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Rights group blame Eswatini’s king for opposition leader’s murder

The murder of Thulani Rudolf Maseko, a prominent human rights lawyer and opposition politician, has sparked a wave of anger against Eswatini’s King Mswati III.

Maseko was shot dead around midnight on Saturday by unknown gunmen at his home in Luhleko, some 50 kilometers (30 miles) from the capital Mbabane.

According to local media reports, the rights defender was shot through a window as he sat with his family, with three bullets to the chest and one to the head.

Maseko was also the co-chairperson of the Swaziland Multi-Stakeholder Forum, a platform of political parties and various civil society organizations leading the charge for democratic reforms in the country.

Rights groups in Eswatini and the larger region have vehemently condemned the fatal attack, which they believe was carried out at the behest of the country’s ruler.

Swaziland Solidarity Network (SSN) and the African Regional Organization of the International Trade Union Confederation (ITUC-Africa) called for immediate action against King Mswati, accusing him of ordering the murders of Maseko and other rights activists.

Thulani’s killing “is the clearest indication of the lengths to which King Mswati will go to cling on to power,” said Mfanafuthi Tsela, acting spokesperson of the SSN, a civic organization of political activists exiled in South Africa.

“However, never in the history of mankind has a determined people been defeated, no matter how mighty the enemy they are fighting. King Mswati will not defeat the people of Swaziland (former name of Eswatini), no matter how many he kills or exiles. He will fall.”

A political party in Botswana denounced Eswatini’s “evil monarchy” and urged the Southern Africa Development Community (SADC) regional bloc to suspend the tiny landlocked nation’s membership.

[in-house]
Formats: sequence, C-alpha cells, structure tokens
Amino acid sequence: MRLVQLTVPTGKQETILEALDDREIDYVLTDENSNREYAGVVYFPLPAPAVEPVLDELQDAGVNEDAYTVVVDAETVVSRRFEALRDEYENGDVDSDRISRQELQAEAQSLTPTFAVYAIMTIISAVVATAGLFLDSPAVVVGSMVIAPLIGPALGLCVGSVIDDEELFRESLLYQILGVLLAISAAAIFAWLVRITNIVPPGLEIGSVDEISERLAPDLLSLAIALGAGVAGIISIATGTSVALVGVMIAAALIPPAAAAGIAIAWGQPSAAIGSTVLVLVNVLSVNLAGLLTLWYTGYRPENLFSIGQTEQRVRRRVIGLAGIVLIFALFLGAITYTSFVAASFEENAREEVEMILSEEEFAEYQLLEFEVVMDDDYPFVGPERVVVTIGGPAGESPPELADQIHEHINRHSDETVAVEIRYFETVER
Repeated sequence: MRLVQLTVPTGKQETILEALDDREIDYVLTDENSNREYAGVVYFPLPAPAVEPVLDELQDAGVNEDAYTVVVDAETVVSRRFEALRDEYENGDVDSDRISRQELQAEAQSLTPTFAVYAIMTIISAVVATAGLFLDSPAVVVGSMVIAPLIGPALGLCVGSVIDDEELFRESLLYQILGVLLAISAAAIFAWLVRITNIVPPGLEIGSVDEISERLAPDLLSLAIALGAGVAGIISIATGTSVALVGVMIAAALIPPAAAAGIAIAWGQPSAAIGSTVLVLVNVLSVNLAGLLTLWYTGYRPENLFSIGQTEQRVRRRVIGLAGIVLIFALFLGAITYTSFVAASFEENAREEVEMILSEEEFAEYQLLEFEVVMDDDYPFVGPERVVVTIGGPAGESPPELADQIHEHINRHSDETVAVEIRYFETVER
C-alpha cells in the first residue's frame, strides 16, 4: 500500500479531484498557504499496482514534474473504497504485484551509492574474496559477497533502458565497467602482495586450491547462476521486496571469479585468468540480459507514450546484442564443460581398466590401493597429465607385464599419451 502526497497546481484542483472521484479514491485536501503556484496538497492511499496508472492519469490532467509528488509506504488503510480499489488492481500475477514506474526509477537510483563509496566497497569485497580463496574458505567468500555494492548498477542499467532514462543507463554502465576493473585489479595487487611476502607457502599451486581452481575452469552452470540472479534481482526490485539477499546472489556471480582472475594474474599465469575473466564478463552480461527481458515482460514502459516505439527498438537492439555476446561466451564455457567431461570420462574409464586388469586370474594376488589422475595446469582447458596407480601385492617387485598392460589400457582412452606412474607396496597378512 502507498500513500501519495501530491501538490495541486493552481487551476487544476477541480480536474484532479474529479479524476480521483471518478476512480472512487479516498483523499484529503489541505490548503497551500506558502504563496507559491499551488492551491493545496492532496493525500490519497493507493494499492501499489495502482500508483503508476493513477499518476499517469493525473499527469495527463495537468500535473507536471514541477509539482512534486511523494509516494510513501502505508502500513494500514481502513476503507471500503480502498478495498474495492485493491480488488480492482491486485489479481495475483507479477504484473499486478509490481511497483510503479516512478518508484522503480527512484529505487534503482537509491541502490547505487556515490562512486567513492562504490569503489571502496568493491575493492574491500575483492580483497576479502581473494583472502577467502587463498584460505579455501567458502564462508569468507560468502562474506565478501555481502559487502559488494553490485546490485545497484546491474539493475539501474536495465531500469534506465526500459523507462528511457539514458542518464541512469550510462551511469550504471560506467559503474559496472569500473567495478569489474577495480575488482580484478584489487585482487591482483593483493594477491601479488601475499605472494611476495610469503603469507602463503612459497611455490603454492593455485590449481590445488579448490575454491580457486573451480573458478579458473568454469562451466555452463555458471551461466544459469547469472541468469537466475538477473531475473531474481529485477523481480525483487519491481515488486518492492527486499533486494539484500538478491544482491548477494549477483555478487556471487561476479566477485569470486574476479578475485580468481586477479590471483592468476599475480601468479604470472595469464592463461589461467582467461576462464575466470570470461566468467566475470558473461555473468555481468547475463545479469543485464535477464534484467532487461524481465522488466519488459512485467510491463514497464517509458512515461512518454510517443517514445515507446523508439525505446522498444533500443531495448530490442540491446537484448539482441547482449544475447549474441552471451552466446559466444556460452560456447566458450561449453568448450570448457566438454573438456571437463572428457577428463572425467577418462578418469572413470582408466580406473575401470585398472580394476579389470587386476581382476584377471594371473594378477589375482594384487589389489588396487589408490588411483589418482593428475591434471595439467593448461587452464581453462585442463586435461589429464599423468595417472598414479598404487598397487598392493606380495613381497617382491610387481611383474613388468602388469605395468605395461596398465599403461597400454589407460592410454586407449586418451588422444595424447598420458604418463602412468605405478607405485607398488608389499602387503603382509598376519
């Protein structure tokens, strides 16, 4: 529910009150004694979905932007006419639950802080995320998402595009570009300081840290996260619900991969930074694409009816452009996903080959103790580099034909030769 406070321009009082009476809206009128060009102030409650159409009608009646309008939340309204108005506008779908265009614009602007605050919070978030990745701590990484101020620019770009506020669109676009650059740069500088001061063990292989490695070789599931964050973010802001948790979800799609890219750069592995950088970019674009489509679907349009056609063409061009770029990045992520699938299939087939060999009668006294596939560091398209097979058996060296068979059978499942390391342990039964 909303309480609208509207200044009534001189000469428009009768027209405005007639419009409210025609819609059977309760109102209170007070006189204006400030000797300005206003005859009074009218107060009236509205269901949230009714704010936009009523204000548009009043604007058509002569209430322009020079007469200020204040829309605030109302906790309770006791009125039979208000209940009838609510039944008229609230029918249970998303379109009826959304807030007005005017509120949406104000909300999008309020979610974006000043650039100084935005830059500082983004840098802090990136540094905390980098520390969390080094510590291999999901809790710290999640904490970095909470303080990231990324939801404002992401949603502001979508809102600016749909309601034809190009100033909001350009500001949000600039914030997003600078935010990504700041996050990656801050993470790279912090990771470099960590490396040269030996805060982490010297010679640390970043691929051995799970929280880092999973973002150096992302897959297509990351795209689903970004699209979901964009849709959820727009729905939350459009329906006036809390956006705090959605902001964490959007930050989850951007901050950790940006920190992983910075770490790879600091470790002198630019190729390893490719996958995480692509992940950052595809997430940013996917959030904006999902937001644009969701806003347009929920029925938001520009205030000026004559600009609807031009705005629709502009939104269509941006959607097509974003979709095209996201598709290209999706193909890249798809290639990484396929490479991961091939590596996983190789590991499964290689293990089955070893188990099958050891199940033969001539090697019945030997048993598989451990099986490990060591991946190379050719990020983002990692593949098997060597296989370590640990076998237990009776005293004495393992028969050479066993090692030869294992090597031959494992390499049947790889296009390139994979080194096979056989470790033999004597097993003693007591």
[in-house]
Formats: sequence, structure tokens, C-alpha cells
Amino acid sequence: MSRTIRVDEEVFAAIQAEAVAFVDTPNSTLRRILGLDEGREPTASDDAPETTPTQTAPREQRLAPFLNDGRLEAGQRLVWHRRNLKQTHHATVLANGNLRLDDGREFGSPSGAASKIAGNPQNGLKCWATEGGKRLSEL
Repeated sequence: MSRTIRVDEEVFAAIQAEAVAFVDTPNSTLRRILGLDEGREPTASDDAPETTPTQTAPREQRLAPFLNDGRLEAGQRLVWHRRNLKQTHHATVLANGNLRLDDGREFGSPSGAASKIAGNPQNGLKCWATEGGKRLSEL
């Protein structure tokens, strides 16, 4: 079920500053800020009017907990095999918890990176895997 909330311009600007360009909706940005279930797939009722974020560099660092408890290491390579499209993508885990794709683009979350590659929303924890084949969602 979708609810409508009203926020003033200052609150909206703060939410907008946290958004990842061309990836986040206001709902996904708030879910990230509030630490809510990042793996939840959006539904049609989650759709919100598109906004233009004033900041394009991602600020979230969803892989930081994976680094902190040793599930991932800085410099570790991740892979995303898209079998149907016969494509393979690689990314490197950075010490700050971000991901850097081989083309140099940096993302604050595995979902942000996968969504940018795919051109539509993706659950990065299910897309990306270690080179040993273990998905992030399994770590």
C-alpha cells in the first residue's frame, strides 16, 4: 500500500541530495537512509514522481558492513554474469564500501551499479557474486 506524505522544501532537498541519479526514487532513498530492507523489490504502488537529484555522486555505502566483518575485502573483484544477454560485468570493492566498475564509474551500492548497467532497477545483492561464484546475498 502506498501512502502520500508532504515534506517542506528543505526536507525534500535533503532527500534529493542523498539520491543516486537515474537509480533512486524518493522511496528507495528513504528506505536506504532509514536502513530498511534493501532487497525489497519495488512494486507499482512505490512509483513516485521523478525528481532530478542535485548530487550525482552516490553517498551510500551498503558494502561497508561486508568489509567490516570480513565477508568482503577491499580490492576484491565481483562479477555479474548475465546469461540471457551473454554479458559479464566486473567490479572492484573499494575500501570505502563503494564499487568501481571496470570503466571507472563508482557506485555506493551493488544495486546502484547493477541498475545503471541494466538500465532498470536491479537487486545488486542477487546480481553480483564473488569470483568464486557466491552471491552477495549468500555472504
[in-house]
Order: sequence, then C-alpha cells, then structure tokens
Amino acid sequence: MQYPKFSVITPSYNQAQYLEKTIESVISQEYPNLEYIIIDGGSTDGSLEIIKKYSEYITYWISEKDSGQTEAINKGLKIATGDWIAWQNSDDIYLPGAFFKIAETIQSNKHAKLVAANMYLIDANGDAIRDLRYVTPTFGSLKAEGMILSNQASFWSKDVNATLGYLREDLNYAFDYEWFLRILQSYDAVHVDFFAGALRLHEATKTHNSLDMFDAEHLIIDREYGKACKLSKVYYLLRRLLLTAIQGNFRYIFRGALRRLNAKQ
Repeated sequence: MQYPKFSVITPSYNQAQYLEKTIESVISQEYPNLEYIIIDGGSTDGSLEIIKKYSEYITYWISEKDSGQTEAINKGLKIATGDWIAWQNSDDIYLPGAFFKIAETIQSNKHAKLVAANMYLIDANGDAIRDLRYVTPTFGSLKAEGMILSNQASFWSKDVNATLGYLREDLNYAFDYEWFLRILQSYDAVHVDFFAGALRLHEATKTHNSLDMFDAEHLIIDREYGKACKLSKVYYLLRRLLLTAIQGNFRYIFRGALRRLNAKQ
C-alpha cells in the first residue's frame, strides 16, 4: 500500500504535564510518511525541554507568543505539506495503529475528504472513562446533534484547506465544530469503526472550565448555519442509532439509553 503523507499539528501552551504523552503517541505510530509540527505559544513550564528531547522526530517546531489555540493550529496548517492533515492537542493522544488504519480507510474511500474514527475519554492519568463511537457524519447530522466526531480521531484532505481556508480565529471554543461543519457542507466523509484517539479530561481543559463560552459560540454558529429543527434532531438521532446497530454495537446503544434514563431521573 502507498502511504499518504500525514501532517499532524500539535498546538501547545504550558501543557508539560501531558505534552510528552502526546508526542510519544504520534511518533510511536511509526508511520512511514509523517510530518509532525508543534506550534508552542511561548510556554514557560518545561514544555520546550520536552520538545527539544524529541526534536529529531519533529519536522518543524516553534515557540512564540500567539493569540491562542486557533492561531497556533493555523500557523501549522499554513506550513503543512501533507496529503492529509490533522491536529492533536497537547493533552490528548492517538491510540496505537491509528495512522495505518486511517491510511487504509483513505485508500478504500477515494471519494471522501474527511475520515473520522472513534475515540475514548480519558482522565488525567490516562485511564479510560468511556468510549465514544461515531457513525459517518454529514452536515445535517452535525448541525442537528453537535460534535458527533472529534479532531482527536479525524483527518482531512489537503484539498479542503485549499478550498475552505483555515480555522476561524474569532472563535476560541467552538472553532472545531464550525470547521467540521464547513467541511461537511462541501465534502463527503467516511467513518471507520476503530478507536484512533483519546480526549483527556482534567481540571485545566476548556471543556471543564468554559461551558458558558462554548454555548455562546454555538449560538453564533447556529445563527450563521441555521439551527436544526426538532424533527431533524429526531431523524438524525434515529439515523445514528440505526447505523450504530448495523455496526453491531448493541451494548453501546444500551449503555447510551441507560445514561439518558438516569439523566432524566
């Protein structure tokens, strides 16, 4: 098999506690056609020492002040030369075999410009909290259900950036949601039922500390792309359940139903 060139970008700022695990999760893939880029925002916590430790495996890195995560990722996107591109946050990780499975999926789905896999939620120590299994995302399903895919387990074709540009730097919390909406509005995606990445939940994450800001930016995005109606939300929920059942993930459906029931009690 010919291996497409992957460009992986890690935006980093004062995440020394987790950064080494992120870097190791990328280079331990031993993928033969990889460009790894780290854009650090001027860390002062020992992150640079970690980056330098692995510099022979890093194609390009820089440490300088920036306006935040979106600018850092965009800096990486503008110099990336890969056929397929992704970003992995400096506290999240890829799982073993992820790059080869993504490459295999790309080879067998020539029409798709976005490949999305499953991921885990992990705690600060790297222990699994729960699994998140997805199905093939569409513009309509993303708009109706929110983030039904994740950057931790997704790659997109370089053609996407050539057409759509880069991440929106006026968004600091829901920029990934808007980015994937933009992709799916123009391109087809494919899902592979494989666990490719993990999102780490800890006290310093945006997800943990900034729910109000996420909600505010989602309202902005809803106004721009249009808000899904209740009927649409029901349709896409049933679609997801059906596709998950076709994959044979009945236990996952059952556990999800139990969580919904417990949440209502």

“The Botswana government must sponsor a move to get Swaziland suspended from SADC until accountability on the act is established, along with a comprehensive plan to emancipate the people of Swaziland from the diabolic monarchy,” the Botswana Congress Party (BCP) said in a statement.

Swazi Lives Matter Global Solidarity Movement (SLMGSM) went a step further in demanding the deployment of SADC peacekeeping forces in Eswatini, citing “the rising insecurity caused by the regime.”

The group criticized the SADC for its failure to protect the people of Eswatini “subjected to terror and aggressive means, legal and illegal, by King Mswati III, his government, and his mercenaries.”

Eswatini’s Mass Democratic Movement and other rights groups repeatedly reported evidence to the SADC, according to an SLMGSM statement.

“However, the SADC continues to undermine the dire situation faced by the people of Swaziland, who are working for a peaceful resolution of the political transformation in the country,” it added.

Mercenaries and threats

Maseko’s assassination came amid a furor in Eswatini over an SSN report that accused King Mswati of hiring mercenaries to quash rising dissent in the country.

The report released last week alleged that Russia was training the mercenaries, mostly white Afrikaners from neighboring South Africa, part of the king’s “death squad.”

The allegations were denied by Alexander Surikov, Moscow’s ambassador to Eswatini, who said Russia was “only providing scholarships for higher military education.”

Alpheous Nxumalo, a spokesperson for the Eswatini government, also rejected the report, asserting that “no hitmen have been hired.”

In a speech just hours before Saturday’s fatal attack on Maseko, King Mswati threatened activists challenging his rule in Africa’s last absolute monarchy.

“These people should not complain about mercenaries who kill them or blame King Mswati when the government retaliates because of their actions. They should not forget who started the violence,” he said.

Source: Anadolu Agency